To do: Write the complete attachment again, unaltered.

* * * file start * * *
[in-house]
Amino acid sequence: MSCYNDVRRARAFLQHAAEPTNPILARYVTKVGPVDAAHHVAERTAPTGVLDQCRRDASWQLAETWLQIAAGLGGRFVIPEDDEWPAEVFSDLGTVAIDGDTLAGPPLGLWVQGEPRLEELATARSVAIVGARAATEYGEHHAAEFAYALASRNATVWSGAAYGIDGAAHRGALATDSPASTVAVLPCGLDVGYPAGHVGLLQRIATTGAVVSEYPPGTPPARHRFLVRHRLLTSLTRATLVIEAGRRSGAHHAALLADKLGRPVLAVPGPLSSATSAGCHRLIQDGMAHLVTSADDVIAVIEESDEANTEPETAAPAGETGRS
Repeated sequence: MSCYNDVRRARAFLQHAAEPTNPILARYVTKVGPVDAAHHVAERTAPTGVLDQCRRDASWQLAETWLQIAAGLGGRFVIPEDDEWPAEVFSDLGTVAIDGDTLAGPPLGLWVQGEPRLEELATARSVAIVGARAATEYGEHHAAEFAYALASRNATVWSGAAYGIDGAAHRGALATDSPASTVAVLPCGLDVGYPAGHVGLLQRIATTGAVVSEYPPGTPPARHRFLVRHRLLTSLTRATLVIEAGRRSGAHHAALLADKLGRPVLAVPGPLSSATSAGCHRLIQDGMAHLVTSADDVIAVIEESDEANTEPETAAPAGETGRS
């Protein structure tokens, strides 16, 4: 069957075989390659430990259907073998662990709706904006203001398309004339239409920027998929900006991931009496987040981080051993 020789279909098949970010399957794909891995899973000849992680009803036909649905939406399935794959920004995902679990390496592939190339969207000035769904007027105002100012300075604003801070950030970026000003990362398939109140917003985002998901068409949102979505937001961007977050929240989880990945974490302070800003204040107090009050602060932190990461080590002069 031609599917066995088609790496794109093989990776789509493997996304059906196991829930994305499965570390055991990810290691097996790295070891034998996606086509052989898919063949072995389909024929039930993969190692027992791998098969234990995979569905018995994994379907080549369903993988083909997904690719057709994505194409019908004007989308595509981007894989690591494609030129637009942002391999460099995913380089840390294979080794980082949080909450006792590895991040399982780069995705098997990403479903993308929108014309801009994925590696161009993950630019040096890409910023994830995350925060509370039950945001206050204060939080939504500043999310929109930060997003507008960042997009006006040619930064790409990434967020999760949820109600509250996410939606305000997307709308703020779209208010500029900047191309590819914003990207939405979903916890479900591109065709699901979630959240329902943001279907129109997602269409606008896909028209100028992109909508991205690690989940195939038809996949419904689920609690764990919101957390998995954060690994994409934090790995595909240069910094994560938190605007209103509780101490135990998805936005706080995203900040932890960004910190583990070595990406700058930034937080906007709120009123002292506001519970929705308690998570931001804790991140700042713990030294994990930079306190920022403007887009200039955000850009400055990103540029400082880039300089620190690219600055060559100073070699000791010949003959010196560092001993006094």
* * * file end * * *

[in-house]
Amino acid sequence: MSCYNDVRRARAFLQHAAEPTNPILARYVTKVGPVDAAHHVAERTAPTGVLDQCRRDASWQLAETWLQIAAGLGGRFVIPEDDEWPAEVFSDLGTVAIDGDTLAGPPLGLWVQGEPRLEELATARSVAIVGARAATEYGEHHAAEFAYALASRNATVWSGAAYGIDGAAHRGALATDSPASTVAVLPCGLDVGYPAGHVGLLQRIATTGAVVSEYPPGTPPARHRFLVRHRLLTSLTRATLVIEAGRRSGAHHAALLADKLGRPVLAVPGPLSSATSAGCHRLIQDGMAHLVTSADDVIAVIEESDEANTEPETAAPAGETGRS
Repeated sequence: MSCYNDVRRARAFLQHAAEPTNPILARYVTKVGPVDAAHHVAERTAPTGVLDQCRRDASWQLAETWLQIAAGLGGRFVIPEDDEWPAEVFSDLGTVAIDGDTLAGPPLGLWVQGEPRLEELATARSVAIVGARAATEYGEHHAAEFAYALASRNATVWSGAAYGIDGAAHRGALATDSPASTVAVLPCGLDVGYPAGHVGLLQRIATTGAVVSEYPPGTPPARHRFLVRHRLLTSLTRATLVIEAGRRSGAHHAALLADKLGRPVLAVPGPLSSATSAGCHRLIQDGMAHLVTSADDVIAVIEESDEANTEPETAAPAGETGRS
């Protein structure tokens, strides 16, 4: 069957075989390659430990259907073998662990709706904006203001398309004339239409920027998929900006991931009496987040981080051993 020789279909098949970010399957794909891995899973000849992680009803036909649905939406399935794959920004995902679990390496592939190339969207000035769904007027105002100012300075604003801070950030970026000003990362398939109140917003985002998901068409949102979505937001961007977050929240989880990945974490302070800003204040107090009050602060932190990461080590002069 031609599917066995088609790496794109093989990776789509493997996304059906196991829930994305499965570390055991990810290691097996790295070891034998996606086509052989898919063949072995389909024929039930993969190692027992791998098969234990995979569905018995994994379907080549369903993988083909997904690719057709994505194409019908004007989308595509981007894989690591494609030129637009942002391999460099995913380089840390294979080794980082949080909450006792590895991040399982780069995705098997990403479903993308929108014309801009994925590696161009993950630019040096890409910023994830995350925060509370039950945001206050204060939080939504500043999310929109930060997003507008960042997009006006040619930064790409990434967020999760949820109600509250996410939606305000997307709308703020779209208010500029900047191309590819914003990207939405979903916890479900591109065709699901979630959240329902943001279907129109997602269409606008896909028209100028992109909508991205690690989940195939038809996949419904689920609690764990919101957390998995954060690994994409934090790995595909240069910094994560938190605007209103509780101490135990998805936005706080995203900040932890960004910190583990070595990406700058930034937080906007709120009123002292506001519970929705308690998570931001804790991140700042713990030294994990930079306190920022403007887009200039955000850009400055990103540029400082880039300089620190690219600055060559100073070699000791010949003959010196560092001993006094």